We also looked at whether and how the risk of bias assessment was incorporated into the analysis of individual systematic reviews. In total, 166 (83%) systematic reviews included a meta-analysis of which only 19 (n=19/166; 11%) (Cochrane n=11; non-Cochrane n=8) incorporated the risk of bias assessment into the statistical analysis; 15 of the 19 meta-analysis had one or more trials at high risk of bias. The most common type of analysis performed was a sensitivity analysis (n=14) whereby studies at high or unclear risk of bias were excluded from the meta-analysis to determine if the size of the overall effect estimate changed as a result of excluding high-risk studies. Other analysis included subgroup analysis, whereby studies at high or unclear risk of bias were analysed separately from those at low risk of bias, and meta-regression. Overall, 45% of Cochrane reviews used the Grading of Recommendations Assessments, Development and Evaluation (GRADE) approach11 as a means of interpreting the overall quality of the body of evidence, compared to only 6% of non-Cochrane reviews (the risk of bias assessment is a key component of the GRADE approach12).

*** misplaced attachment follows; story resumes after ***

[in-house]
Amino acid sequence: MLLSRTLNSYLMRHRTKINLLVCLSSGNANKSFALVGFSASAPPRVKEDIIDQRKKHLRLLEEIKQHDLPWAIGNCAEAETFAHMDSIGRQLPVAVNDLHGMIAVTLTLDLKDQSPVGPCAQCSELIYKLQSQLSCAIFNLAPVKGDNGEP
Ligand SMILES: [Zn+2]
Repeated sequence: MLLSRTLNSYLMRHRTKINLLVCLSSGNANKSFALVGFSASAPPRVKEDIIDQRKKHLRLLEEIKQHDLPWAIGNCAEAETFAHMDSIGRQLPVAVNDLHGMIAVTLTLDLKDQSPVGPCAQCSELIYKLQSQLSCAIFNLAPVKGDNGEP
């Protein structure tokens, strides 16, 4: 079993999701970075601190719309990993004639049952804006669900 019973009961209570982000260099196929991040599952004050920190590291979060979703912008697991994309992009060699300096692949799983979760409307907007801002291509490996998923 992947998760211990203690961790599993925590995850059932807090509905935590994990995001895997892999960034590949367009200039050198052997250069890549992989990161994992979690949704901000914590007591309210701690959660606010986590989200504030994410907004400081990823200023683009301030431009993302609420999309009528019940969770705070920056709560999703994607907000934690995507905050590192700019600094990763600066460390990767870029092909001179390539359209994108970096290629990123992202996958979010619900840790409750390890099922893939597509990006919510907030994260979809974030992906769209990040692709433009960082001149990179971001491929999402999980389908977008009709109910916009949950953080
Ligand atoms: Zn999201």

Discussion

Summary of main findings

Our study provides a current and comprehensive view of how assessments of risk of bias of primary studies are carried out in a recent sample of systematic reviews, the methods used and the extent to which these assessments are incorporated into the statistical analysis and overall review findings. Our findings show that Cochrane reviews are more likely to assess individual methodological components,13 whereas non-Cochrane reviews were more likely to report using a quality assessment scale such as the Jadad scale14 or other such scale, contrary to recommendations warning of the hazards of using such an approach.7 ,8 Irrespective of the approach chosen, most systematic reviews included the items sequence generation, allocation concealment, blinding and incomplete outcome data as part of their assessment of risk of bias, although poor reporting meant that sometimes it was unclear whether some non-Cochrane reviews had assessed specific items as they did not report the individual results of the risk of bias assessment.